But if you interleave the learning, you teach similar concepts all at the same time.  A writer’s workshop model allows students to explore a variety of forms of writing all within the context of writer’s craft.  If students were faced with problems in mathematics involving addition, subtraction, multiplication and division at the same time then they would be forced to develop an understanding of how the concepts are related and to know when to apply each concept.

I call teaching in this spaced and interleaved way spiralling.  While provincial and state curriculum  say they “spiral”, meaning that students learn about fractions, for example, once every year, I argue that the spiral loops are too big.  If we tighten the spiral so that students have many chances to learn the big ideas over the course of the year, I think we get to learning that is sticky.

Of course, spiralling is not easy to plan for.  Teachers like their units.  They like to be “done”.  Spiralling the curriculum really requires that teachers adopt a new mindset about curriculum design.  It isn’t easy…but the teachers that I work with wouldn’t ever go back to teaching traditionally in longer units.  Not only do we get sticky learning, but our students are much more engaged.  Every day is a new challenge for them and they have to apply their learning to specific and varied contexts.

If you want to give it a try, think about doing just a bit at a time instead of revamping your entire curriculum.  Try something new; no one will die.

 

 

 

 

 

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Classroom cultures that support, not just teach, social skills and well-being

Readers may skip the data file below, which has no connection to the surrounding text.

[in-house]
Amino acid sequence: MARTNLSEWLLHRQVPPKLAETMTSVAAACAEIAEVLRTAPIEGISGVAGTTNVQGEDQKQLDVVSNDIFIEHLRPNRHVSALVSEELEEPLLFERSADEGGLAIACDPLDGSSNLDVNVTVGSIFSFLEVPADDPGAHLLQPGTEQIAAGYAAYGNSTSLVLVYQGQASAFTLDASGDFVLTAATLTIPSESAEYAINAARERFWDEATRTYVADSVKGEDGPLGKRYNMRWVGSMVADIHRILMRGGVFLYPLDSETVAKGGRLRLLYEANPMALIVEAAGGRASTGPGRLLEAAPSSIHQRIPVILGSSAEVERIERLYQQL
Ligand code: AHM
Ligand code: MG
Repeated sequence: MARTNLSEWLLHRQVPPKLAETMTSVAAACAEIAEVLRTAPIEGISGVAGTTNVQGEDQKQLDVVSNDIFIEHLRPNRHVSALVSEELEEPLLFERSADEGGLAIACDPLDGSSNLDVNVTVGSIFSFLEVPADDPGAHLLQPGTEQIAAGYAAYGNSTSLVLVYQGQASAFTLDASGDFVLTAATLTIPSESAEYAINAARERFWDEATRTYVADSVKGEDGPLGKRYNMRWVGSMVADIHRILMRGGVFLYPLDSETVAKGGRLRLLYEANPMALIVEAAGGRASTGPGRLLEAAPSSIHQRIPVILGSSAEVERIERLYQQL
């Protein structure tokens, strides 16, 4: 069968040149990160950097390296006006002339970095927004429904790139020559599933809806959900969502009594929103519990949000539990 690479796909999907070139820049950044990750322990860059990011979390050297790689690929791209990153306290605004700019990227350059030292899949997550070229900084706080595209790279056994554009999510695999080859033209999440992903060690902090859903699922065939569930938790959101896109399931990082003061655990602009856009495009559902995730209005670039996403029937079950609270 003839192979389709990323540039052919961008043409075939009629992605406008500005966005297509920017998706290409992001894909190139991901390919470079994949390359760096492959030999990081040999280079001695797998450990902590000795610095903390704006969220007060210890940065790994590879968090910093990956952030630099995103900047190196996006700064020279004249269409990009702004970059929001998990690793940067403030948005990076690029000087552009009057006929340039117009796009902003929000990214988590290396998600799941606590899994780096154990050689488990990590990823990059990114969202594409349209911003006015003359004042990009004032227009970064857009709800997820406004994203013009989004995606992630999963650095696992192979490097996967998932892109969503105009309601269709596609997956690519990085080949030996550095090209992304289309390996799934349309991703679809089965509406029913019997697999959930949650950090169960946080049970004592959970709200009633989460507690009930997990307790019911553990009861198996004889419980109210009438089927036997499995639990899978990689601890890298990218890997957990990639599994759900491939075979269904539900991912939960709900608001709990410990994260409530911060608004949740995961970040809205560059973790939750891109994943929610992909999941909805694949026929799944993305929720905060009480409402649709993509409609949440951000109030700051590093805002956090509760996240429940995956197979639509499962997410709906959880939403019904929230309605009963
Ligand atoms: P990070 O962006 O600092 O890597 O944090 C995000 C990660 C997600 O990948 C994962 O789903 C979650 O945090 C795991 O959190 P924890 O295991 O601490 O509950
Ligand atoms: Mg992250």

While we know that we are responsible for the 3Rs and other curriculum stuff, we also know that teachers have a role to play in shaping students as they grow into healthy and competent adults.  I met with a woman this week who is interested in developing a program for schools that teaches kids about skills such as growth mindset, autonomy, resiliency, autonomy, kindness, empathy, persistence, etc.  I liked her ideas but it did make me think how do we actually go about doing those things in schools?  After all, over the years there have been a number of “programs”.  There have been posters and puppets and film clips and blackline masters.

It is important that teachers know the skills we want kids to develop, but I am not convinced that they learn them from a course or a binder of lesson plans.  Sometimes when a school adopts a particular program it is useful to have a common language, but if that is all there is, it doesn’t change much.  What does work?  I suspect that when you are able to shape the teaching in the school to support the development of the skills is when you get the greatness traction.  What types of things do we do and how might they help students to develop these important life skills?